All the time. In a way, I feel like if I ever stopped experiencing that, at least somewhat regularly, that might be a sign that it’s time for me to find a new project. At any given point, there are always groups of artists that are making work that I feel especially connected to. Lately for me it’s been Jason Snyder, Jeremy Burks, Brian Mashburn, Chie Yoshii, Andy Kehoe, Chrystal Chan. Nicomi Nix-Turner and Sarah Louise Davy just opened new shows here in Philly on Friday, and I thought they were both pretty great. And there is never a shortage of Philly artists who help inspire me. Nosego, Caitlin McCormack, Paul Romano, Maria Teicher, Dessie Jackson, and Scott Kirschner, just to name a few.
For me there have been several pieces that I have been awestruck by that have stuck with me. Heidi Taillefer’s gorgeous painting titled “Silkworm” that I saw in person at Scope Miami this past year left me totally hypnotized and I found myself wandering back to it again and again because I couldn’t stop thinking about it. Also, James Jeans’ entire exhibition at the Jack Tilton Gallery back in 2012 that Patrick and I randomly wandered into during the middle of the day. Even now I still reminisce about that show and how extremely happy I am that we got to see it in person. Truth be told, a lot of my totally geek-out “awestruck” moments have happened when artists drop off or ship work to Arch Enemy and I finally get the chance to see the work in person for the first time. The day we received Michael Reedy’s work for last year’s Equinox group show was like Christmas day opening those boxes – examining that caliber of work up close was totally mind blowing. His craftsmanship is some of the best I’ve seen, bar none. Same thing when we received Carly Janine Mazur’s “Gold Children” painting for our Wait For The Moon group show – I’d loved the piece when she sent her images in, but once we got it in-house I couldn’t stop staring at it. Naoto Hattori’s work threw me for a loop the first time we worked with him, too. Upon receiving his piece in the mail I opened it and was immediately pissed thinking he’d duped us and sent us a print – turns out it was (of course) an original and it was just that his painting technique is so damn close to perfect, I could barely detect any brush strokes.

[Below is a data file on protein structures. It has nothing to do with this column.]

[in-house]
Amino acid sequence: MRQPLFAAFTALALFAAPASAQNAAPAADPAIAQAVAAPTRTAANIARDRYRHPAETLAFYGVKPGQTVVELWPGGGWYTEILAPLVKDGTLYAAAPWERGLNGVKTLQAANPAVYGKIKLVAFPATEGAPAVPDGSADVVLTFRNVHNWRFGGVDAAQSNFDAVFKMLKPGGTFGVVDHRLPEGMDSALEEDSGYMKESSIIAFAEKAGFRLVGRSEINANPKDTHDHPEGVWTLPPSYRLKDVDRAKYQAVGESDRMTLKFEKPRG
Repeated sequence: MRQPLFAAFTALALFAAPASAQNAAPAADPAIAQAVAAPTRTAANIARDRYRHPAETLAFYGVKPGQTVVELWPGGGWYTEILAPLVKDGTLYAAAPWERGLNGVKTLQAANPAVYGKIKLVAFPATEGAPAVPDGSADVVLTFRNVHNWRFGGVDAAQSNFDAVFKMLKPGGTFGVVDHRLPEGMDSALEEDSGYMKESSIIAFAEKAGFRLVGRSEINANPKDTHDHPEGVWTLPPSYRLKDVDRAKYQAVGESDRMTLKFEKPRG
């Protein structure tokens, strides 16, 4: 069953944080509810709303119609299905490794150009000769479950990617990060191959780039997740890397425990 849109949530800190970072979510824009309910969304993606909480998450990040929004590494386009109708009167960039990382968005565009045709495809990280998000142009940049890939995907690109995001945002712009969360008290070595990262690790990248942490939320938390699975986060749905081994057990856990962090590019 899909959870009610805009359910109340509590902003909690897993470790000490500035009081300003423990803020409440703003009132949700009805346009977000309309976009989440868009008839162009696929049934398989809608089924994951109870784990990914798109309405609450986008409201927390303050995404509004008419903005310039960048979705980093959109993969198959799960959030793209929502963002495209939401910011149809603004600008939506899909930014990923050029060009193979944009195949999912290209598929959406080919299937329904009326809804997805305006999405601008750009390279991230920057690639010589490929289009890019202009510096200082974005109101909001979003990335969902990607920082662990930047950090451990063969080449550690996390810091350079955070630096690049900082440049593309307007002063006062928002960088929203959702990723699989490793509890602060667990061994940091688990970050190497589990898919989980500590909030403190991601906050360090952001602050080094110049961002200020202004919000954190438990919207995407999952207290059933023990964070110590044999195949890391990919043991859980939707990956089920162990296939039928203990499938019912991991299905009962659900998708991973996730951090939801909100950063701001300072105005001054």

As founders/owners, do you each have educational backgrounds in art?